Students form new group for women in geographic sciences

Madison Fung, Morgan Scafidi and Claire Parton

Three UO geography students have formed a new group to develop networking opportunities and spur discussion with professionals in the field.

Claire Parton, Morgan Scafidi and Madison Fung are co-leaders of Oregon Women in Geographic Information Systems, which they formed in the current academic year.

Parton reached out last year to Scafidi, a fellow spatial data science and geography student, after some encouragement from an adviser. The two discussed their shared vision of forming the new organization to help women in their field find networking opportunities.  

Parton and Scafidi then recruited Madison Fung, then a senior in the department who ran the UO Geography Club, and got to work. 

“At the time, I didn’t really know anyone in my major,” Parton said. “So I thought it would at least be a great way to meet people.”

Now the three run Oregon Women in GIS, a non-UO affiliated organization that provides professional support and networking opportunities to women working in spatial data sciences throughout the Northwest.

They hold weekly meetings to discuss the job market, host professional GIS speakers, and bond over their shared experiences as women in a niche field. But it’s more than just a professional networking group, the women said. They also dedicate some of the time to discussing the intersections of their personal and professional lives, as well as their own struggles with mental health. 

“It’s a safe space to come in and talk about what we do,” Scafidi said. “We bounce ideas off of each other and inspire each other to make our projects better.”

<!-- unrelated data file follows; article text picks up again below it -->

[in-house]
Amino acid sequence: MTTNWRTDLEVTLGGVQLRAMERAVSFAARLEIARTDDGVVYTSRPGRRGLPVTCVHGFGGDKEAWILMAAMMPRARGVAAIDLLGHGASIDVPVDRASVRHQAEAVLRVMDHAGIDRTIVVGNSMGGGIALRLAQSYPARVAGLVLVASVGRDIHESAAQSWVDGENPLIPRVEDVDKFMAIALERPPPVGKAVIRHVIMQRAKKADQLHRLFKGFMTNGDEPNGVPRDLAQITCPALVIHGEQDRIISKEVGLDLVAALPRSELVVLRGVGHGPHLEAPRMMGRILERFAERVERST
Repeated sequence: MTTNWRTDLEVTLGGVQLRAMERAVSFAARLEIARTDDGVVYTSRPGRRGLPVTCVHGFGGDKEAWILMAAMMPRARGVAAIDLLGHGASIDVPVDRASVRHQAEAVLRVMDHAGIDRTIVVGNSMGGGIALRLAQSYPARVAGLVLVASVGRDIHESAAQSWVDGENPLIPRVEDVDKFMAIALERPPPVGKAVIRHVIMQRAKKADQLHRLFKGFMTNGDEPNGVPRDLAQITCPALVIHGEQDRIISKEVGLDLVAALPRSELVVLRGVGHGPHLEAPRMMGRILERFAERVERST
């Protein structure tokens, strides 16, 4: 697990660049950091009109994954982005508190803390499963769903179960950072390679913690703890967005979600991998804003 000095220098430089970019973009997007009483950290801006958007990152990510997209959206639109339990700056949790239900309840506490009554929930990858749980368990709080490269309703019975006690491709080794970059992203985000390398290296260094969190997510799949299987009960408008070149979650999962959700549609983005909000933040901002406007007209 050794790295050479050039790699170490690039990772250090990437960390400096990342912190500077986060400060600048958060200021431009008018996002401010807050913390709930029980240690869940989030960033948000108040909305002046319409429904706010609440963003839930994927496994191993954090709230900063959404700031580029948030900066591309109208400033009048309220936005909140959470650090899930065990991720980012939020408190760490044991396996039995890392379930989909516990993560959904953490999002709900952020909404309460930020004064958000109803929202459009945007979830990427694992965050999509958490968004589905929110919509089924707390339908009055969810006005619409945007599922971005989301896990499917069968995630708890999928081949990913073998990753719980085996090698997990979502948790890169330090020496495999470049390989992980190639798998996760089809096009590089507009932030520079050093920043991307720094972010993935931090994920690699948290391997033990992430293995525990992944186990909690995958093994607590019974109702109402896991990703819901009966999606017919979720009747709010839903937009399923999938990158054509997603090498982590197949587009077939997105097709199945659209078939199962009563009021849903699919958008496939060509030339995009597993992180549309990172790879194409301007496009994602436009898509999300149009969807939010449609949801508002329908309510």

In the field of spatial data science, geographic information systems are computer systems that capture and display geographic data. The systems can map any kind of data set, Scafidi said, though the uniting factor is that it must be location-based. 

For example, in one of their classes, Scafidi and Parton mapped the concentration of mammography clinics in Pennsylvania to breast cancer rates across all counties. That allowed them to identify which areas needed more cancer clinics. 

“It’s uncovering patterns that you can’t see with the human eye,” Parton said. “We’re taking all these different factors and demographics and data points and putting them together to find a pattern on a map.”

Oregon Women in GIS is hosted by the Oregon chapter of the Urban and Regional Information Systems Association, an organization of GIS professionals in Oregon and Washington.

The parent organization hosts the group on its website and provides funding. While they haven’t used much of the money yet, Parton, Scafidi and Fung hope to put it toward having GIS professionals to come to campus and give technical workshops during future meetings.

“It’s a perfect mix of people in their 40s and 50s that have been in GIS for a while, people early in their careers, and students,” Parton said. “So, students can ask the professionals questions about career paths, and the professionals can mentor the students.” 

Fung, who now works full-time as a GIS technician in Portland, has used the connections she’s made to advance her own career. Through her network, she was recently nominated to be the assistant director of the American Society for Photogrammetry and Remote Sensing, a scientific organization that promotes GIS technologies. 

“I think it’s definitely led to opportunities,” she said. “And it’s helped me learn more about what’s going on in the field.” 

Parton and Scafidi graduate in the spring and will go on to their own GIS careers. They’ll likely keep their leadership roles with their own organization after they graduate, though they’re open to other students or professionals from elsewhere in Oregon stepping in to take the reins. 

“We created the foundation, but everyone is an equal part of the planning process,” Parton said. 

—By Cole Sinanian, College of Arts and Sciences